Male’s foreign policy orientation under Yameen has put New Delhi into a familiar conundrum of trying to affect favorable outcomes while underplaying its image of a “big brother” in its neighborhood. As in many other South Asian countries in recent times, China’s ability to create incentives for the Maldives to depend on Beijing’s economic largesse has eaten into India’s strategic space in the region. For instance, Maldives has become the second country in South Asia after Pakistan to enter into a Free Trade Agreement with China despite Maldives’ principal opposition party being unhappy with the rushed manner in which it was passed in the Maldivian parliament. Much to India’s chagrin, Maldives has also signed up for China’s ambitious Belt and Road Initiative. Male also signed a deal to upgrade its international airport with a Chinese company after unceremoniously scrapping the one with India’s GMR. Moreover, the news of Maldives declining an invitation to join the multinational Milan naval exercise to be hosted by India does not portend well for New Delhi’s re-energized Indian Ocean diplomacy, to establish itself as a net security provider and its aim to counter China’s unilateral forays into the Indian Ocean Region.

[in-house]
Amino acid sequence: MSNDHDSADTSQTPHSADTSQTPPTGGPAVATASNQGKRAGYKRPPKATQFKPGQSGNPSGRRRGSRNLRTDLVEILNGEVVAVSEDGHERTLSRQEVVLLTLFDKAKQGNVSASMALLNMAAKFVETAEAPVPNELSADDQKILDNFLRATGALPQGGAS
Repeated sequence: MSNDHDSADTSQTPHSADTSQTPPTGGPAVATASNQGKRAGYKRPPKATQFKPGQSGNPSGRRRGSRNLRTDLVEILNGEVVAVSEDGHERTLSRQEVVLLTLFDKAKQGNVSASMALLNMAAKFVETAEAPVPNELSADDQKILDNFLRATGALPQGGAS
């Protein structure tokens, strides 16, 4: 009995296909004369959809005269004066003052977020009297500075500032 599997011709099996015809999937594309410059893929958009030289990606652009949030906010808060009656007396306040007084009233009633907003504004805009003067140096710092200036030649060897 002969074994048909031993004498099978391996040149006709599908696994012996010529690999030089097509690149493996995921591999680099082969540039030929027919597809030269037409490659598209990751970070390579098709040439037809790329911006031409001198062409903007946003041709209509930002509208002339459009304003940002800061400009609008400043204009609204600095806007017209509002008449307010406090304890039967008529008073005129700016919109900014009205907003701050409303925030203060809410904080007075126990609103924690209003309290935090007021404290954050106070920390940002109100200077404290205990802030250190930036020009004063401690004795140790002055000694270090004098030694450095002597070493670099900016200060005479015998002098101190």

India has shown its displeasure with the way things have gone down under Yameen’s tenure by often giving political bandwidth to his nemesis, former President Nasheed. In response to the current crisis, New Delhi has made its annoyance known by declining a visit by a special envoy of President Yameen. Besides calling for the safety and security of Indian expatriates in the Maldives, a statement from India’s Ministry of External Affairs clearly sided with the decision of the Maldivian Supreme Court. On the other hand, China has taken an expected line, stating that it does not believe in interfering in the internal affairs of Maldives and that it believes that the government of Maldives and its people have the  “wisdom and ability to appropriately handle the issue facing them and return the country to normal order in accordance with the law.”